Reviewer Janet Walker: Janet is the author of Colour To Die For, first of the Fee Weston Mystery Series. Janet lives in Australia and when she is not writing about P.I. Fee Weston's fight for truth, justice and a livable cash flow, she writes articles for magazines and fund raises for Australia's wildlife carers - heroes of the bush. For more about Janet and Fee visit Janet's WEBSITE
Author : Delin
ISBN : 978-1461027751
Delin Colón, author of
Rasputin And The Jews, has, by her own admission, written a small
book (110 pages); a small book with a very big aim – reverse
history by revealing the truth about the treatment of Jewish people
in Russia during the reign of Tsar Nicholas II and the part Rasputin
played in alleviating their suffering under a regime committed to
anti-semitic repression and genocidal practices.
Racial prejudice, whether because of race, creed or colour is not new to the recorded history of the world – since time immemorial, corrupt inept governments have attempted to mask greed and oppression by attributing blame to groups (most particularly Jewish communities) within their sphere of control.
The popular press depicts
the last of the Romanov Tsars, Nicholas II, as a loving family man; a
whiter than white ruler who was unfortunate enough to be reigning
over Russia at a time of great political upheaval. Conversely,
Grigory Efimovich Rasputin, spiritual advisor to the Tsar and Tsarina
and psychic healer to their haemophiliac son, is depicted as a
corrupt, blacker than black lecher, who by his evil actions and
control of Tsar Nicholas, singlehandedly caused the 1917
Russian Revolution and the subsequent execution of the royal family.
Historical truth can be distorted; bad guys are whitewashed and good guys blackened to hide the criminal activities of powerful forces. It’s a matter of importance that Delin Colón’s research on Rasputin’s life and the reign of Tsar Nicholas II is supported by page footnote references and at the back of the book, a bibliography of source material. The great, great niece of Aron Simanovitch, Jewish jeweler and secretary to Rasputin, she devotes the first chapters of the book to documenting laws governing the life of a Russian Jew under Tsar Nicholas. Restrictions ranged from petty, mean minded intimidation with regard to residence, occupation and education to twenty five years compulsory conscription in the Russian army and the extreme danger of segregation in government enforced settlements – military and para-military groups regularly ransacked Jewish communities, wholesale slaughter of the inhabitants often occurring. These pogroms were carried out either at the behest of Tsar Nicholas or with his approval.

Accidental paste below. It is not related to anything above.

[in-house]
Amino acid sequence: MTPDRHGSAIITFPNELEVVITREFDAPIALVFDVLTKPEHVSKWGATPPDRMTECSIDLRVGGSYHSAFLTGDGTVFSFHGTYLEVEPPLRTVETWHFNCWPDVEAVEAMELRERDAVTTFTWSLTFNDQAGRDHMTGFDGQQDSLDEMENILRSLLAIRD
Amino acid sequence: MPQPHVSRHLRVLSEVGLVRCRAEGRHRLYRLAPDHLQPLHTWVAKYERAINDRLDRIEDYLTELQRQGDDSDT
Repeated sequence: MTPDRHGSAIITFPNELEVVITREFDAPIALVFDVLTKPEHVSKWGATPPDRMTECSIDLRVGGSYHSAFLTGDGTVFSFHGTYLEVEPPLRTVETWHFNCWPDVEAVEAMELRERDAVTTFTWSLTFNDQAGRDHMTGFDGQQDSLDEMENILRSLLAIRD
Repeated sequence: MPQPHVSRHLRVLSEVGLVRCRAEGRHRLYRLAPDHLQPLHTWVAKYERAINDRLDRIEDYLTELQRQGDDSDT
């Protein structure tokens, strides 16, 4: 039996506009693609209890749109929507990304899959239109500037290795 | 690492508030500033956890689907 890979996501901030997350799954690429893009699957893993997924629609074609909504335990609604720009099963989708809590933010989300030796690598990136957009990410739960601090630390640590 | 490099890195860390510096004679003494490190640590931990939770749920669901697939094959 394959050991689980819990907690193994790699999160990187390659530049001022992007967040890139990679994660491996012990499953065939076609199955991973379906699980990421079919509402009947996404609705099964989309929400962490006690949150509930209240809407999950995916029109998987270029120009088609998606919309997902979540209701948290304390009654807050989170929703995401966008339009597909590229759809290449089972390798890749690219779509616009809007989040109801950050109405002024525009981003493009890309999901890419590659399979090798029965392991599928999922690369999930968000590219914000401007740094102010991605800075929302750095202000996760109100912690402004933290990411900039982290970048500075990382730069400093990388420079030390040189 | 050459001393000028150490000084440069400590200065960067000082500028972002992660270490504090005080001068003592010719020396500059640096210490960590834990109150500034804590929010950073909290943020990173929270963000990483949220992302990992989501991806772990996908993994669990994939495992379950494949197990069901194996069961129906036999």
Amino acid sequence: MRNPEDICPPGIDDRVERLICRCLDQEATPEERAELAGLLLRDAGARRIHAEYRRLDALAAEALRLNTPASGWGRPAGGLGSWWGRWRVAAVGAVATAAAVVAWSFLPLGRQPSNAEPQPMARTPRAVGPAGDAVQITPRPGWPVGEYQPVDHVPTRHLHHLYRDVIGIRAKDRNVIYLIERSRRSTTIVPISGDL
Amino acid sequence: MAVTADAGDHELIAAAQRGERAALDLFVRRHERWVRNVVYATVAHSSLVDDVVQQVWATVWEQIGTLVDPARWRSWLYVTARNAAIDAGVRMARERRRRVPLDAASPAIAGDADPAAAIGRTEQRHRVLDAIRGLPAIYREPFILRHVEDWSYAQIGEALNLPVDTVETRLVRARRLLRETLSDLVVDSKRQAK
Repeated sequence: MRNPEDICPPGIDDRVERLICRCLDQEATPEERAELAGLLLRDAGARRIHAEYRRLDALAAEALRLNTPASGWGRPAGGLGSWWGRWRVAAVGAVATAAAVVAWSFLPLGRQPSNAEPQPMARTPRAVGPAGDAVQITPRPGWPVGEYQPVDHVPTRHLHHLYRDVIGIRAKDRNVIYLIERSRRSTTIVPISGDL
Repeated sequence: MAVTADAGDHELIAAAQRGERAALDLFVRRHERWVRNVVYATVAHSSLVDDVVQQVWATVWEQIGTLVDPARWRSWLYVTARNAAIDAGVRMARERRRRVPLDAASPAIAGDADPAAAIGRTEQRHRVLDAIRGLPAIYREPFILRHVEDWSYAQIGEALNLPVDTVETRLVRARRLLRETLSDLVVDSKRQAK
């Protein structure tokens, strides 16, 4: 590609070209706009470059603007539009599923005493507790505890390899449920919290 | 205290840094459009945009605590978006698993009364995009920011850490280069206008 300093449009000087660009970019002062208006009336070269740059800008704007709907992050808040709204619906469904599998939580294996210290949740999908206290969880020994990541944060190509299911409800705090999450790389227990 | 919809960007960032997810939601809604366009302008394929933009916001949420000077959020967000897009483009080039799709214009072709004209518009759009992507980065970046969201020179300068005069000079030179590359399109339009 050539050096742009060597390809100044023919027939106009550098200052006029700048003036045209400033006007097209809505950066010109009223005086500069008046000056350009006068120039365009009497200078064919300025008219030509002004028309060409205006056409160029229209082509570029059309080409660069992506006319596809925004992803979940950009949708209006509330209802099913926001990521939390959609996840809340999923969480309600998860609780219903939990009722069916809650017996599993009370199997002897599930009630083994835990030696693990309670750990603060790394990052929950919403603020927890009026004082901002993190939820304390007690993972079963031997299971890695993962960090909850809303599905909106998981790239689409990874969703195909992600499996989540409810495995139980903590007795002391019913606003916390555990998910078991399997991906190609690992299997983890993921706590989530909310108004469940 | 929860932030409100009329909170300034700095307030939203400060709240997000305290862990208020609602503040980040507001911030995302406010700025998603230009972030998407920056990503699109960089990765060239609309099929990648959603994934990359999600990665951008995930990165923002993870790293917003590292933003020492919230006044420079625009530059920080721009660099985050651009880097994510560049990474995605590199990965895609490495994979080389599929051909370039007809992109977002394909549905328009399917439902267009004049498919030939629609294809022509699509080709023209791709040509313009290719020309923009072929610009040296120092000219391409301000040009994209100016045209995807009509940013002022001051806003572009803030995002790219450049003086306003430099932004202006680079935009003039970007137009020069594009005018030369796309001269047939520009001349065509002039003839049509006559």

The author presents the
facts in a clear dispassionate style. There is no attempt at
sensationalism or embellishment. The daily frustrations and
privations endured by Jewish people in Russia between the last part
of the nineteenth century and the assassination of Rasputin in 1916
makes fascinating if horrific reading and there were times when I
would have liked the author to expand on the facts by giving a
glimpse of the ‘bigger picture’ of Russian life surrounding
the historical period. Perhaps Delin Colón will draw a wider picture
of pre-revolutionary Russia in another book.
The text moves on to Rasputin’s awareness of the Jewish people’s systematic victimization at all levels of Russian society and his attempts to redress the wrongs done to them by acting as an emissary on their behalf with Tsar Nicholas. This fell on deaf ears as Nicholas II was a lifelong anti-semitic, his fervent desire being to deport or murder all Jews in Russia. Rasputin never gave up his attempts to change the Tsar’s hatred of Jews, advising him many times that the demonization of Russian Jews would eventually lead to disaster for the Romanov dynasty.
Loved by Jews and Russian
peasants, Rasputin helped overcome the injustices suffered by
those least able to help themselves – bribery, rife at all
levels of society, often saved or released a Jew from prison,
promises of audiences with aristocrats or Tsar Nicholas was another
means he used to allow Jews or peasants to enjoy basic human rights
of education, employment and a roof over their head. Whenever
possible he alerted Jewish communities to planned pogroms and was
sometimes able to halt the murderous rampages.
Reviled and feared by the upper classes, Rasputin wasn’t a saint; only a good man who believed all men were equal before god or anyone else, for that matter. You really should read Rasputin And The Jews for an insight into the life of this amazing man - born to a peasant family he became a psychic healer, political visionary and major player at the court of Tsar Nicholas II while still retaining his humble origin and love of family life.
I liked this book; it’s a significant addition to the literature written about the one of the furthest reaching events of the twentieth century – the Russian Revolution.